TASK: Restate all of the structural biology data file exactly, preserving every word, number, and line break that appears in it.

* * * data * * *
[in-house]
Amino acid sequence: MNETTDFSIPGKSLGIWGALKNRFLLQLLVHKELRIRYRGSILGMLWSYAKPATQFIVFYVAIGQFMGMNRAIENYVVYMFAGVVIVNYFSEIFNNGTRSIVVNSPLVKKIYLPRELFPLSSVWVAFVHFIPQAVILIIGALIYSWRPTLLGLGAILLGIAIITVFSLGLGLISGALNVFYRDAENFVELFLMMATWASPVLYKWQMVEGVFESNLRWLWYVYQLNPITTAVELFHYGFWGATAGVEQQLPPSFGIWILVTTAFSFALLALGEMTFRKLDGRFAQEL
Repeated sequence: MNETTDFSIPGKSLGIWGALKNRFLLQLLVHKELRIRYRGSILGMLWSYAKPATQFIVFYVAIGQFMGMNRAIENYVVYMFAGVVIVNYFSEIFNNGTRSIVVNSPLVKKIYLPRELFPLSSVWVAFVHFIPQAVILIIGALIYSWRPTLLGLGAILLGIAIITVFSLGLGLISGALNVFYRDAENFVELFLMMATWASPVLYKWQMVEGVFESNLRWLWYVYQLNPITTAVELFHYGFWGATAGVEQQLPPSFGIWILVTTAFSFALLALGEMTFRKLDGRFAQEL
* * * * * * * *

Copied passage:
[in-house]
Amino acid sequence: MNETTDFSIPGKSLGIWGALKNRFLLQLLVHKELRIRYRGSILGMLWSYAKPATQFIVFYVAIGQFMGMNRAIENYVVYMFAGVVIVNYFSEIFNNGTRSIVVNSPLVKKIYLPRELFPLSSVWVAFVHFIPQAVILIIGALIYSWRPTLLGLGAILLGIAIITVFSLGLGLISGALNVFYRDAENFVELFLMMATWASPVLYKWQMVEGVFESNLRWLWYVYQLNPITTAVELFHYGFWGATAGVEQQLPPSFGIWILVTTAFSFALLALGEMTFRKLDGRFAQEL
Repeated sequence: MNETTDFSIPGKSLGIWGALKNRFLLQLLVHKELRIRYRGSILGMLWSYAKPATQFIVFYVAIGQFMGMNRAIENYVVYMFAGVVIVNYFSEIFNNGTRSIVVNSPLVKKIYLPRELFPLSSVWVAFVHFIPQAVILIIGALIYSWRPTLLGLGAILLGIAIITVFSLGLGLISGALNVFYRDAENFVELFLMMATWASPVLYKWQMVEGVFESNLRWLWYVYQLNPITTAVELFHYGFWGATAGVEQQLPPSFGIWILVTTAFSFALLALGEMTFRKLDGRFAQEL